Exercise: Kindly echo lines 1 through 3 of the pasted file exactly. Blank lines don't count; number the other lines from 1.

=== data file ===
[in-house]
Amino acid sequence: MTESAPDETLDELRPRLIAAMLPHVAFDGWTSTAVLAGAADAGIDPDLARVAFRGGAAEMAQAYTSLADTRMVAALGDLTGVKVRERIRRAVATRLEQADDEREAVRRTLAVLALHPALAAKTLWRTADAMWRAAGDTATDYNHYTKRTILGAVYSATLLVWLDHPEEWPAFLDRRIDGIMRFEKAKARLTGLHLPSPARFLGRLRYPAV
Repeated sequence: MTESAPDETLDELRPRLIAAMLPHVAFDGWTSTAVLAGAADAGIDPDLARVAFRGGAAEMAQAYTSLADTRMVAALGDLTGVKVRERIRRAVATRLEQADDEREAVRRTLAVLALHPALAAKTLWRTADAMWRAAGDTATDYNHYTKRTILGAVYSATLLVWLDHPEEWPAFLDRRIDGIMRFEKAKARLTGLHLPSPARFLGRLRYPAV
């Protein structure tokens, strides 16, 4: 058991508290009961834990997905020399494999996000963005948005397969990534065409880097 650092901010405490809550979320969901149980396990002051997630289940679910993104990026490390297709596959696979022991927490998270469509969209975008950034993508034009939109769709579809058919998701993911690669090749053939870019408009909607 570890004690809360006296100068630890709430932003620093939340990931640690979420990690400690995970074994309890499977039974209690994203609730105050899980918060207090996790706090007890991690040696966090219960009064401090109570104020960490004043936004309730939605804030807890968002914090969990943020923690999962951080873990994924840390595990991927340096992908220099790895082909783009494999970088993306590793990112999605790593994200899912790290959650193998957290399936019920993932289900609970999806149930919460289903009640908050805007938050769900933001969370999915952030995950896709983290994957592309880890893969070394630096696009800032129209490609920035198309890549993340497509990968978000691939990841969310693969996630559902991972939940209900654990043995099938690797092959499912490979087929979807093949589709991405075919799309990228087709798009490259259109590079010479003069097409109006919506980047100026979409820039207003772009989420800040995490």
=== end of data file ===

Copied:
[in-house]
Amino acid sequence: MTESAPDETLDELRPRLIAAMLPHVAFDGWTSTAVLAGAADAGIDPDLARVAFRGGAAEMAQAYTSLADTRMVAALGDLTGVKVRERIRRAVATRLEQADDEREAVRRTLAVLALHPALAAKTLWRTADAMWRAAGDTATDYNHYTKRTILGAVYSATLLVWLDHPEEWPAFLDRRIDGIMRFEKAKARLTGLHLPSPARFLGRLRYPAV
Repeated sequence: MTESAPDETLDELRPRLIAAMLPHVAFDGWTSTAVLAGAADAGIDPDLARVAFRGGAAEMAQAYTSLADTRMVAALGDLTGVKVRERIRRAVATRLEQADDEREAVRRTLAVLALHPALAAKTLWRTADAMWRAAGDTATDYNHYTKRTILGAVYSATLLVWLDHPEEWPAFLDRRIDGIMRFEKAKARLTGLHLPSPARFLGRLRYPAV